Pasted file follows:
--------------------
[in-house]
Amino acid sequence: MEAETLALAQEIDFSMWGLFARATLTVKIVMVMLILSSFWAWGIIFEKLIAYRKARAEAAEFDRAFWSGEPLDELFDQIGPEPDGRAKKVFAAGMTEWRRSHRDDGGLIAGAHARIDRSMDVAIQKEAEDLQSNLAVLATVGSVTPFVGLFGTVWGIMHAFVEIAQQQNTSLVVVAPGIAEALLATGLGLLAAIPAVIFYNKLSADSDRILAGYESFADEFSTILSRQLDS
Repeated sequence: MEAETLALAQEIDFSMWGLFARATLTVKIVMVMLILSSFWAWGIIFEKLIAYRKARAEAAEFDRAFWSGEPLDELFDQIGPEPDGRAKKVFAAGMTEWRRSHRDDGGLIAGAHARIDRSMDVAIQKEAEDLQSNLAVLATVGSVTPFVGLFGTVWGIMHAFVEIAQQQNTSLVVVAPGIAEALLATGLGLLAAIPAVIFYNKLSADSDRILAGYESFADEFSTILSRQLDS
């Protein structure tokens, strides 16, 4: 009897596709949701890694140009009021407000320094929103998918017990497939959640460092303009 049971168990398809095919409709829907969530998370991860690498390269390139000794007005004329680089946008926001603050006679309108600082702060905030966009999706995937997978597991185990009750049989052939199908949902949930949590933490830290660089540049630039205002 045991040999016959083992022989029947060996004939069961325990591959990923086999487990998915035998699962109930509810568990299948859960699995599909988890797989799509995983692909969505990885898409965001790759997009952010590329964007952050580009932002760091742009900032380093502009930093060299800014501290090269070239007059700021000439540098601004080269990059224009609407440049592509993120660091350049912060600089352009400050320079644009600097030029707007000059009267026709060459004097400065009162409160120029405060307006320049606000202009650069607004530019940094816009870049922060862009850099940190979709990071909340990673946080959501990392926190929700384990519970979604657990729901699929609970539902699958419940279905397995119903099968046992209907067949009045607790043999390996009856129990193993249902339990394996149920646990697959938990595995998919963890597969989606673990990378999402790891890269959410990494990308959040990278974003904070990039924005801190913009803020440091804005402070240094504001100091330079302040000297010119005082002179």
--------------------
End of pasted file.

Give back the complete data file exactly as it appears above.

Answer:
[in-house]
Amino acid sequence: MEAETLALAQEIDFSMWGLFARATLTVKIVMVMLILSSFWAWGIIFEKLIAYRKARAEAAEFDRAFWSGEPLDELFDQIGPEPDGRAKKVFAAGMTEWRRSHRDDGGLIAGAHARIDRSMDVAIQKEAEDLQSNLAVLATVGSVTPFVGLFGTVWGIMHAFVEIAQQQNTSLVVVAPGIAEALLATGLGLLAAIPAVIFYNKLSADSDRILAGYESFADEFSTILSRQLDS
Repeated sequence: MEAETLALAQEIDFSMWGLFARATLTVKIVMVMLILSSFWAWGIIFEKLIAYRKARAEAAEFDRAFWSGEPLDELFDQIGPEPDGRAKKVFAAGMTEWRRSHRDDGGLIAGAHARIDRSMDVAIQKEAEDLQSNLAVLATVGSVTPFVGLFGTVWGIMHAFVEIAQQQNTSLVVVAPGIAEALLATGLGLLAAIPAVIFYNKLSADSDRILAGYESFADEFSTILSRQLDS
């Protein structure tokens, strides 16, 4: 009897596709949701890694140009009021407000320094929103998918017990497939959640460092303009 049971168990398809095919409709829907969530998370991860690498390269390139000794007005004329680089946008926001603050006679309108600082702060905030966009999706995937997978597991185990009750049989052939199908949902949930949590933490830290660089540049630039205002 045991040999016959083992022989029947060996004939069961325990591959990923086999487990998915035998699962109930509810568990299948859960699995599909988890797989799509995983692909969505990885898409965001790759997009952010590329964007952050580009932002760091742009900032380093502009930093060299800014501290090269070239007059700021000439540098601004080269990059224009609407440049592509993120660091350049912060600089352009400050320079644009600097030029707007000059009267026709060459004097400065009162409160120029405060307006320049606000202009650069607004530019940094816009870049922060862009850099940190979709990071909340990673946080959501990392926190929700384990519970979604657990729901699929609970539902699958419940279905397995119903099968046992209907067949009045607790043999390996009856129990193993249902339990394996149920646990697959938990595995998919963890597969989606673990990378999402790891890269959410990494990308959040990278974003904070990039924005801190913009803020440091804005402070240094504001100091330079302040000297010119005082002179």